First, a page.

Lines are not blurred
Brad Watson might want to consider lowering the temperature of his rhetoric after referring to critics of Mayor John Hollar and City Manager William Fraser as “cowardly.”
Both the mayor and the city manager have served this community well, but the issues raised by Planning Director Gwendolyn Hallsmith’s outside political activities are important and it serves no one’s interests to dismiss critics of the way City Hall has handled this incident as cowards.
First of all, the U.S. Supreme Court has clearly established the basic First Amendment right of public employees such as Ms. Hallsmith to engage in outside political activities. Mr. Watson would do well to educate himself about that right.
Second, based on a series of e-mails I exchanged with the city manager on Friday, it seems clear the city has no written policy addressing the issue of outside political activity by its employees.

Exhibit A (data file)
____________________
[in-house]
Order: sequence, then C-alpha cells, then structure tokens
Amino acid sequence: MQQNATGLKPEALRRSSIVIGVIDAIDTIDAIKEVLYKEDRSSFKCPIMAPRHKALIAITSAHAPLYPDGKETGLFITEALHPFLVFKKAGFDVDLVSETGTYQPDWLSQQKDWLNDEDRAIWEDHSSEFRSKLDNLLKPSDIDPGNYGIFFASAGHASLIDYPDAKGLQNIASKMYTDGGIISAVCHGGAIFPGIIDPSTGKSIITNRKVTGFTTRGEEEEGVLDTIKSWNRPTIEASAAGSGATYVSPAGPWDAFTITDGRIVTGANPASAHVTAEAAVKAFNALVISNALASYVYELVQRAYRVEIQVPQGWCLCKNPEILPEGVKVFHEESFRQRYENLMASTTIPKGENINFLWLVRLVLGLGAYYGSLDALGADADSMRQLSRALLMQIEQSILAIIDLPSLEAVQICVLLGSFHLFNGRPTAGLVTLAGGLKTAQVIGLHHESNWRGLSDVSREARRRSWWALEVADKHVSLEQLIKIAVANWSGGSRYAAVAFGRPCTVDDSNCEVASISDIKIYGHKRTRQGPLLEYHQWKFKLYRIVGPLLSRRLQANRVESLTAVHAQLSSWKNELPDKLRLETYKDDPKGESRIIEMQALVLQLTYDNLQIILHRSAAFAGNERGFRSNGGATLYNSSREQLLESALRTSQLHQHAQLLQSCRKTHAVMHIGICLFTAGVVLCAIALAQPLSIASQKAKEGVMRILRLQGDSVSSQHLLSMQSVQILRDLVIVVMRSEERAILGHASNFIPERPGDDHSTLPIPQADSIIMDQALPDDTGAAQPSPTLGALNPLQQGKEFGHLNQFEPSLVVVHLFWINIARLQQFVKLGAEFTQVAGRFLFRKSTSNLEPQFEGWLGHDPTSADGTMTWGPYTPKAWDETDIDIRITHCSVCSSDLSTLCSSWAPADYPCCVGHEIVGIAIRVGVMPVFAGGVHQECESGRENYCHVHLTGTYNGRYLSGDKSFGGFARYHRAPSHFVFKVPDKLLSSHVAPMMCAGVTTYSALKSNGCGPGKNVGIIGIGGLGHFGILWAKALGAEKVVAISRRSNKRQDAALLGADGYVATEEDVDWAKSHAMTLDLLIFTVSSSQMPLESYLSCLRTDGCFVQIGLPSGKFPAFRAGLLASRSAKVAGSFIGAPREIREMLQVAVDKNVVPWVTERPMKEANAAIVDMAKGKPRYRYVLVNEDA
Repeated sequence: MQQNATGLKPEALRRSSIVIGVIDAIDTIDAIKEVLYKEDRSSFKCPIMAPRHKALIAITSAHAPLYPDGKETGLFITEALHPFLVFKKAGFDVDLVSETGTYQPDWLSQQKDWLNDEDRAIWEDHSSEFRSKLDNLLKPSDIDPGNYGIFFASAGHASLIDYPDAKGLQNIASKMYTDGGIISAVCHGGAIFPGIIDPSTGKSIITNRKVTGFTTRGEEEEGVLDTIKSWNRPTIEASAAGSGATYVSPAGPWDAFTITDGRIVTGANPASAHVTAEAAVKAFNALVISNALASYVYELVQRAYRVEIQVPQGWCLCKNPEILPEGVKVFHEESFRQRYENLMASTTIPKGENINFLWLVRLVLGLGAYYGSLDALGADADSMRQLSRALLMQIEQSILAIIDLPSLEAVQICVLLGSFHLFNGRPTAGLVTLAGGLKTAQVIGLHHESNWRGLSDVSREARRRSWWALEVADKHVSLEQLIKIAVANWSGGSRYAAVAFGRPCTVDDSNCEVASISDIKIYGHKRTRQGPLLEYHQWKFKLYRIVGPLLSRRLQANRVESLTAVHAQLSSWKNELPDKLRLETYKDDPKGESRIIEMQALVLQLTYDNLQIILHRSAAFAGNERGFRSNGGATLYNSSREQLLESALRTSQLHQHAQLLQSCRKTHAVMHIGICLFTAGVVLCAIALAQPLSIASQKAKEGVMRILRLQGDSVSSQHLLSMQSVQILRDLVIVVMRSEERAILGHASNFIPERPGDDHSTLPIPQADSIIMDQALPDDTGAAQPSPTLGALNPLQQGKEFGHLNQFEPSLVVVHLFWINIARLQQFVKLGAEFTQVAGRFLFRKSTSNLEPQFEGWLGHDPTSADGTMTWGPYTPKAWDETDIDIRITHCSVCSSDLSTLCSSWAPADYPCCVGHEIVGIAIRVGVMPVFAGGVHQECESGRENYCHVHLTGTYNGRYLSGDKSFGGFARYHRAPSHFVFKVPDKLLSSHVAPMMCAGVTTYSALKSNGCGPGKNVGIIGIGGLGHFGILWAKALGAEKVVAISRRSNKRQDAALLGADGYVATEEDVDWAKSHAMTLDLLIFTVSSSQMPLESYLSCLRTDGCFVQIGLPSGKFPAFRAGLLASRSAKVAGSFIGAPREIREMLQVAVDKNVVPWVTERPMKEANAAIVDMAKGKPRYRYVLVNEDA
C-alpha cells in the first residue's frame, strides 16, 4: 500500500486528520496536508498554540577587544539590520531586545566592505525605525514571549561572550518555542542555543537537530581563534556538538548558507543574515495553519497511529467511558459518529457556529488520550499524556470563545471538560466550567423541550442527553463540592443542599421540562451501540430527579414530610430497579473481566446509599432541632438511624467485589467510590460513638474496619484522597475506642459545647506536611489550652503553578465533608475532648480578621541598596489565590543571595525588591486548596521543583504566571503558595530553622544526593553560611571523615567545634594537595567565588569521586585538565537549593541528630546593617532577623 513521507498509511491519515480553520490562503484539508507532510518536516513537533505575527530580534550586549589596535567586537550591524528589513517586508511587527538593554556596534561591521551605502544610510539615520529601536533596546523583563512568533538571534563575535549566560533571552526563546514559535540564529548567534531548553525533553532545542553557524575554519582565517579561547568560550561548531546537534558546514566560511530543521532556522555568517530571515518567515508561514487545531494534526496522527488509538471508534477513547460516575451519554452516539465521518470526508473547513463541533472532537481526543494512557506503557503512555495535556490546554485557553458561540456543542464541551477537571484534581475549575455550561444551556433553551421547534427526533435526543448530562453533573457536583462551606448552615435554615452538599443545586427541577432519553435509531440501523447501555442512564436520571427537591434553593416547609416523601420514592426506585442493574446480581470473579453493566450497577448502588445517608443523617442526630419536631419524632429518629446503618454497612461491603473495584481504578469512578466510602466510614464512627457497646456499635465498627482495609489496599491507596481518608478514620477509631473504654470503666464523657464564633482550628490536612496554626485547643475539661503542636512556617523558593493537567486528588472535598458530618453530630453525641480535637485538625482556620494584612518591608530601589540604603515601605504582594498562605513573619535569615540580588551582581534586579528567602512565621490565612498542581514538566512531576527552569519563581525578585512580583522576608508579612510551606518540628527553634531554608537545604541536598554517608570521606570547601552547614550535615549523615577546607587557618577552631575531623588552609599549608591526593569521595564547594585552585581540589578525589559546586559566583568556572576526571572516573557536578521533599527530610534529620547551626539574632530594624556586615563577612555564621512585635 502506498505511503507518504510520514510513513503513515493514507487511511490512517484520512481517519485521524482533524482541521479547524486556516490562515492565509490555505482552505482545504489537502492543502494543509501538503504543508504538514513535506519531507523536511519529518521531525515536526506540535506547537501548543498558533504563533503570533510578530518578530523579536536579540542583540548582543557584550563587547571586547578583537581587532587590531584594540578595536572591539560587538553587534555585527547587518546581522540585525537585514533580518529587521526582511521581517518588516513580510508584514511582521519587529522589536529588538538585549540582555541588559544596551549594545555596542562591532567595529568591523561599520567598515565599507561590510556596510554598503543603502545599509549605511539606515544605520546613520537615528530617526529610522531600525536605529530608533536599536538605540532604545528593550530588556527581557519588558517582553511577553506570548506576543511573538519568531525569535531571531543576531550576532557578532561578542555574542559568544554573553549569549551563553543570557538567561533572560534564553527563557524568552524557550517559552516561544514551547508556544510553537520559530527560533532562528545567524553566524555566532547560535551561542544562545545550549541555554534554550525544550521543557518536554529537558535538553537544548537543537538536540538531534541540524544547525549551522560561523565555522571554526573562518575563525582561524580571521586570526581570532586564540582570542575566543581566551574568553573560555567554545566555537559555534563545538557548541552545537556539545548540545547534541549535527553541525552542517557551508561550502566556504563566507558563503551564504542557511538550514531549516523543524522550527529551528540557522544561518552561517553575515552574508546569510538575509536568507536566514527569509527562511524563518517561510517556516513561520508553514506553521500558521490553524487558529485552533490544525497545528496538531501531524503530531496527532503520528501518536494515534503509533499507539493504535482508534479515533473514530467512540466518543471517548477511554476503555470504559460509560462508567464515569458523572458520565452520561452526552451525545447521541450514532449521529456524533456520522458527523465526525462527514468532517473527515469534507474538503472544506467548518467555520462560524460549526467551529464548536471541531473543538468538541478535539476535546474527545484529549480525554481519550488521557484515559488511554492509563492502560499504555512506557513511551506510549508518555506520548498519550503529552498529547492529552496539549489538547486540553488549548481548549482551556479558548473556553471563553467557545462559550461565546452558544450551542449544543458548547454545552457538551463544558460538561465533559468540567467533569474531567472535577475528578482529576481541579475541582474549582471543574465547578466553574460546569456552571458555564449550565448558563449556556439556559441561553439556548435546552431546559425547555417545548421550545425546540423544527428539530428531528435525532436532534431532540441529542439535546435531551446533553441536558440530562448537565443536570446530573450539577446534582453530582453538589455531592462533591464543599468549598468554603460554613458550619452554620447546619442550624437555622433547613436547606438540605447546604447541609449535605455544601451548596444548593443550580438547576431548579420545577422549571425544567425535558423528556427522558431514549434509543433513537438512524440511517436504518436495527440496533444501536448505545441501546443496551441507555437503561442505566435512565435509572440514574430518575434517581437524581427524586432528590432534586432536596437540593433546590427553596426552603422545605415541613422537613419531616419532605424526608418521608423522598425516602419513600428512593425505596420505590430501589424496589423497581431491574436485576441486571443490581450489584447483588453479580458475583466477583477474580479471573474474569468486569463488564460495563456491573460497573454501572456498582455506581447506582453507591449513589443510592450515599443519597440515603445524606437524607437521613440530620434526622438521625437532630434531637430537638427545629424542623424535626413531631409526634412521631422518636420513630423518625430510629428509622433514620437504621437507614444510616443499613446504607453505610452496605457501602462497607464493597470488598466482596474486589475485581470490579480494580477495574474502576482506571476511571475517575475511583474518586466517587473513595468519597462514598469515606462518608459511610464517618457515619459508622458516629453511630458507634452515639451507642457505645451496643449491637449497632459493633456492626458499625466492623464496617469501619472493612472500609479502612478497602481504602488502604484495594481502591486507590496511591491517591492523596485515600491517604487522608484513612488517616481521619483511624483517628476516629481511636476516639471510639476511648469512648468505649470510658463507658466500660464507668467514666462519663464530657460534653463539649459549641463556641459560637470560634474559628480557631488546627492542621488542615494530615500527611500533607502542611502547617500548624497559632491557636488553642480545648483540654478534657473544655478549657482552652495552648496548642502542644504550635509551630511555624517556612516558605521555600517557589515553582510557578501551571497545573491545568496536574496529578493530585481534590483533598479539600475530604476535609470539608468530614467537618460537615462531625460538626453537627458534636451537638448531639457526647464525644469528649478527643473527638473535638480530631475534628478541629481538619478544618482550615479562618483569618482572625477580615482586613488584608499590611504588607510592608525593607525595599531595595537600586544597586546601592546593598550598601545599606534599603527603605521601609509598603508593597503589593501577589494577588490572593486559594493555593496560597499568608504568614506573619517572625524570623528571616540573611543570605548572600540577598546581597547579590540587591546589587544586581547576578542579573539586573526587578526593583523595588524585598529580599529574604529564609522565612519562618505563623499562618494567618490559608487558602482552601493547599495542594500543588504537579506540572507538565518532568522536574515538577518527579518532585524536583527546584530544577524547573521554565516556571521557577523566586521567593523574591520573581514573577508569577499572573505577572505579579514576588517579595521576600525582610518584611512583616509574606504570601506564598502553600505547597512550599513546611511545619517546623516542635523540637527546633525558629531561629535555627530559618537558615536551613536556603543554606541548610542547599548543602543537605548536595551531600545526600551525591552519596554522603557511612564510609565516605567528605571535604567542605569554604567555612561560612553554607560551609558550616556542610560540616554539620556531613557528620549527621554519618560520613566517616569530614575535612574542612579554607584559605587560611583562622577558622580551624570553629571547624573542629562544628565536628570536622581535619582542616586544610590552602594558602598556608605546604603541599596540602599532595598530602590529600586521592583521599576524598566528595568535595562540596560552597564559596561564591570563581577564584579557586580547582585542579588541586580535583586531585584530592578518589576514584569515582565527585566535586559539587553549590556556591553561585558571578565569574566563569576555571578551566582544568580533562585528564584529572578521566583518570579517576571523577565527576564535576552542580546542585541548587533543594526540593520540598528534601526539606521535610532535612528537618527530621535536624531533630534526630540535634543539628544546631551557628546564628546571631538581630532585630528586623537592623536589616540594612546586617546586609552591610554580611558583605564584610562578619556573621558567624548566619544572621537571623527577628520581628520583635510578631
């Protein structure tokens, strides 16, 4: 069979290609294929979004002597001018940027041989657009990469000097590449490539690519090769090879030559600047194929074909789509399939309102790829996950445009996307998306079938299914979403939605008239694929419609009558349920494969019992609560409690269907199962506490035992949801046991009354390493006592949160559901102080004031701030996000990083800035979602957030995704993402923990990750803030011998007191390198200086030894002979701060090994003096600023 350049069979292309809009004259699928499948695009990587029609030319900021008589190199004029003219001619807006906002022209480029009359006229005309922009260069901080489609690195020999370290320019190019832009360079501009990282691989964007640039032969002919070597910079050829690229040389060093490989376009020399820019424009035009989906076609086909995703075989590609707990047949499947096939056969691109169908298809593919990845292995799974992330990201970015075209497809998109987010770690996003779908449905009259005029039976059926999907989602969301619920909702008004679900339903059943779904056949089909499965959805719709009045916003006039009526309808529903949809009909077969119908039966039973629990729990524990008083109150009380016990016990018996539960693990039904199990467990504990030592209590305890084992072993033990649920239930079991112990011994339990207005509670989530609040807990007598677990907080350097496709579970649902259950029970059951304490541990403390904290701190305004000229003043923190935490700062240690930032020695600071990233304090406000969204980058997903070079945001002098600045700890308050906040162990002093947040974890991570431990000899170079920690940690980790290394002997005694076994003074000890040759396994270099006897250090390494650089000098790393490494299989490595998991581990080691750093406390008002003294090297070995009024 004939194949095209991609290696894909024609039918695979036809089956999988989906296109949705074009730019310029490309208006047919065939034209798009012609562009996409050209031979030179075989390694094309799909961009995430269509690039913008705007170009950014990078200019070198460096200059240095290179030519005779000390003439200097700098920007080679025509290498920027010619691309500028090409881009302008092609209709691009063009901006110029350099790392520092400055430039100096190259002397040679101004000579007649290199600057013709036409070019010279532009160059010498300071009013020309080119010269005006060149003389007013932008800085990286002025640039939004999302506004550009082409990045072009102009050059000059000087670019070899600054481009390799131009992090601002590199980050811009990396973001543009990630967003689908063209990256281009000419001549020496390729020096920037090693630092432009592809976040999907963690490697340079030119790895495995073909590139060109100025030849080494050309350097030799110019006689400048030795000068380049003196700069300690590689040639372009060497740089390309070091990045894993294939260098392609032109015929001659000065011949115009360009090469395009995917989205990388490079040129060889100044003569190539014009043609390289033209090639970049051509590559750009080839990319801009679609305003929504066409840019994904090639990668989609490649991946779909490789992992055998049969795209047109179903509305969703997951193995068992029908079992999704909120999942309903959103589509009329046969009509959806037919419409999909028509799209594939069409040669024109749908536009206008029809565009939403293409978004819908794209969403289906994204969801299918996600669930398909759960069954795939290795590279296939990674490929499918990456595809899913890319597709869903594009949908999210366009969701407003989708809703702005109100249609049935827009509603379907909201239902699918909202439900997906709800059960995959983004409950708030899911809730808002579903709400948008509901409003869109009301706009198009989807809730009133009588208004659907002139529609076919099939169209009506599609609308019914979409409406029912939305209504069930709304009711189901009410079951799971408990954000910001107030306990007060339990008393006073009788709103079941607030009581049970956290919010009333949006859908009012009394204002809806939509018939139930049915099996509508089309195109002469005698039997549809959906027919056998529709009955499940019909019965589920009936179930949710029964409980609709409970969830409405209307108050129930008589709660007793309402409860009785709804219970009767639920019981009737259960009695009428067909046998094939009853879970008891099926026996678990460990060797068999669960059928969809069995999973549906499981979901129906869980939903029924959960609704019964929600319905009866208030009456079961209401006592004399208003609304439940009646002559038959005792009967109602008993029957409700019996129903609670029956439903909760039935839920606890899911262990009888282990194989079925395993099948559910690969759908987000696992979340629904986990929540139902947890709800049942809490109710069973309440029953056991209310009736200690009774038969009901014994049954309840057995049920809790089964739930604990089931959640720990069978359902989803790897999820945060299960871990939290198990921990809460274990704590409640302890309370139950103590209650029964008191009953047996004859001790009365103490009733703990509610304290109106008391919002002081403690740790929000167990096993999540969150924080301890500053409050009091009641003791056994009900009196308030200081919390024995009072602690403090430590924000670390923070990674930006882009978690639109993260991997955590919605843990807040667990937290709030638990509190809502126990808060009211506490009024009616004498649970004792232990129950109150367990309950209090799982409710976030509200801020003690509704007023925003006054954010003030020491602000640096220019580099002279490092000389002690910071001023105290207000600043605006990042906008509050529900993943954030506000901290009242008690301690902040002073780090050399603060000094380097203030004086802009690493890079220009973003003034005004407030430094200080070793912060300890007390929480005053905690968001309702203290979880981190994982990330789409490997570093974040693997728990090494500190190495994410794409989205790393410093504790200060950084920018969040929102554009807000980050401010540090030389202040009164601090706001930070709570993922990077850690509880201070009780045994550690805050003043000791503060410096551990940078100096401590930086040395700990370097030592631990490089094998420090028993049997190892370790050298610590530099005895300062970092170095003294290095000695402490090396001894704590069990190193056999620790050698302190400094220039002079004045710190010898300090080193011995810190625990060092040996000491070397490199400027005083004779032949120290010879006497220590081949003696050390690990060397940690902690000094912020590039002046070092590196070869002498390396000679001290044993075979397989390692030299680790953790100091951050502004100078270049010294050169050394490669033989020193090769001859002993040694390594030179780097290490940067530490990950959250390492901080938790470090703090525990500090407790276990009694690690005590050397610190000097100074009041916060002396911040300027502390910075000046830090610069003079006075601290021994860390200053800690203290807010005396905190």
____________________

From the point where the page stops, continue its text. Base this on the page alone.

There has been no suggestion in either the articles that appeared in this paper or in my correspondence with the city manager that Ms. Hallsmith used public resources or public time in pursuing her outside activities or identified herself as speaking for the city itself.
Since the city council has never (to the best of my knowledge) taken a position on public banking, it’s very hard to see how Ms. Hallsmith’s constitutionallyprotected outside activities have blurred a line or undermined the city’s interests in any way.
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